While it is easy to become focused on refinements to solute parameters, the protein-protein interactions in folding simulations occur neither in a metaphorical nor a literal vacuum, but instead exist in competition with protein-water and water-water interactions. The treatment of water, either implicit or explicit, and the interactions of the protein with water are thus extremely important to obtaining proper conformational equilibria during such simulations. Despite the added computational expense, we strongly advocate the use of explicit solvent models in protein folding simulations, as implicit solvent models have been shown to be unable to reproduce the relative free energies for folding intermediates obtained using explicit solvent (12, 91), and by their nature cannot capture details such as buried waters which are known to be important even in the case of such simple proteins as Trpcage (14). A recent survey of the thermodynamics of hydration for model compounds related to amino acids suggested that the properties considered (ΔG, ΔH, TΔS, and ΔCp) are much more dependent on the choice of water force field than on the protein force field (92). Molecular dynamics water models are generally parameterized primarily to reproduce bulk water properties; unfortunately, the accuracy of representation of water properties in such a model is not well correlated with its accuracy in combination with even simple solutes (92). The issue of water model choice is complicated by the fact that protein force fields are generally parameterized and tested using a specific model (most commonly, for the current generation of classical force fields, TIP3P (93)), and thus one cannot simply switch to a new water model even if it has been shown to have superior properties. At present a new generation of water models is under active development for use with polarizable force fields (e.g., (90, 94, 95)); optimal performance of the associated polarizable protein force fields may also require simultaneous refinement of solvent and solute parameters.


Molecular dynamics simulations of protein folding can be a tremendously useful tool, providing otherwise inaccessible data that aid the interpretation and testing of protein folding mechanisms. Such simulations face serious challenges, both from the sheer amount of sampling required to adequately model protein folding and the fidelity with which empirical force fields must represent the true free energy surface on which a protein folds. Both challenges can be met, the former through new technologies to improve sampling and improved analysis methods to make more constructive use of the obtained data, and the latter through the use of new force fields explicitly incorporating hydrogen bonding and atomic polarizability. Even for the simple systems reviewed in the present article, much work remains to be done in terms of experimental validation of recent predictions made by MD simulations. In addition, even as new force fields are being developed, it may be possible to expand to the study of slightly larger and more complicated proteins such as the λ-repressor (Fig. 1d), a five-helix bundle with variants folding in 2–15 µs (96), so long as judicious choices are made to target well-studied proteins with secondary structure elements that are expected to be treated as accurately as possible by existing force fields.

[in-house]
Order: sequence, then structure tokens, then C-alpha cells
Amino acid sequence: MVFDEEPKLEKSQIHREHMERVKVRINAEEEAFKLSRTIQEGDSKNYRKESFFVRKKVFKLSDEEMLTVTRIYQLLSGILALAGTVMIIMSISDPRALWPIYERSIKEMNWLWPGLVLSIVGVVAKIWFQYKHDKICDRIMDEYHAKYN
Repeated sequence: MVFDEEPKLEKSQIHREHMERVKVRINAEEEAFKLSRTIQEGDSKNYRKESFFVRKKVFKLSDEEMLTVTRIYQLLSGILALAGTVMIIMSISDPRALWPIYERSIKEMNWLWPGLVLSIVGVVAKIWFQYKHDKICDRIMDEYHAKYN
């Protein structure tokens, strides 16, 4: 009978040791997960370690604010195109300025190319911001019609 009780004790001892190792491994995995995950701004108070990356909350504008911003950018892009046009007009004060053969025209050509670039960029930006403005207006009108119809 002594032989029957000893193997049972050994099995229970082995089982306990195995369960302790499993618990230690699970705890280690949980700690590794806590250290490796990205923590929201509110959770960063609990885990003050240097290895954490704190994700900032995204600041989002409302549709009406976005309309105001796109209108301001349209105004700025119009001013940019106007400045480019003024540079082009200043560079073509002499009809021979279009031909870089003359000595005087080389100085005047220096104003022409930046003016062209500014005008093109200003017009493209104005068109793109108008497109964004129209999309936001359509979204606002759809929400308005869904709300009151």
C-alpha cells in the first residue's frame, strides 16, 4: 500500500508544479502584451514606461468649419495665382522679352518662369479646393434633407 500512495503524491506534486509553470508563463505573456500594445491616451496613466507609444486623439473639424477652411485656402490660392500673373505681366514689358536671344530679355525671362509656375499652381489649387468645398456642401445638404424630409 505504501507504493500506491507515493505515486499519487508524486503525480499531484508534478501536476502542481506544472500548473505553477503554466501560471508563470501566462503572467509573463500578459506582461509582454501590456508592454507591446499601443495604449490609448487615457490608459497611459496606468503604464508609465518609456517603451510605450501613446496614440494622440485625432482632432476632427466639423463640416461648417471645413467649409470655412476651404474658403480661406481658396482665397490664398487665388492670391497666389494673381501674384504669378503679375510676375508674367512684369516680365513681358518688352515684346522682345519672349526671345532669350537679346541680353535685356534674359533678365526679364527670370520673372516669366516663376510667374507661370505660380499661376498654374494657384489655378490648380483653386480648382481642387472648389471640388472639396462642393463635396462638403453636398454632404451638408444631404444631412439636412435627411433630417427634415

The field of molecular dynamics simulations of protein folding is so broad that it is impossible here to discuss the work of all major contributors, and thus we apologize to the (many) excellent investigators whose work could not be included due to space constraints.

The authors are supported by grant P41-RR005969 from the National Institutes of Health. The authors gladly acknowledge supercomputer time provided by the National Center for Supercomputing Applications via Large Resources Allocation Committee grant MCA93S028. P.L.F. thanks Dr. Aruna Rajan for assistance in figure preparation.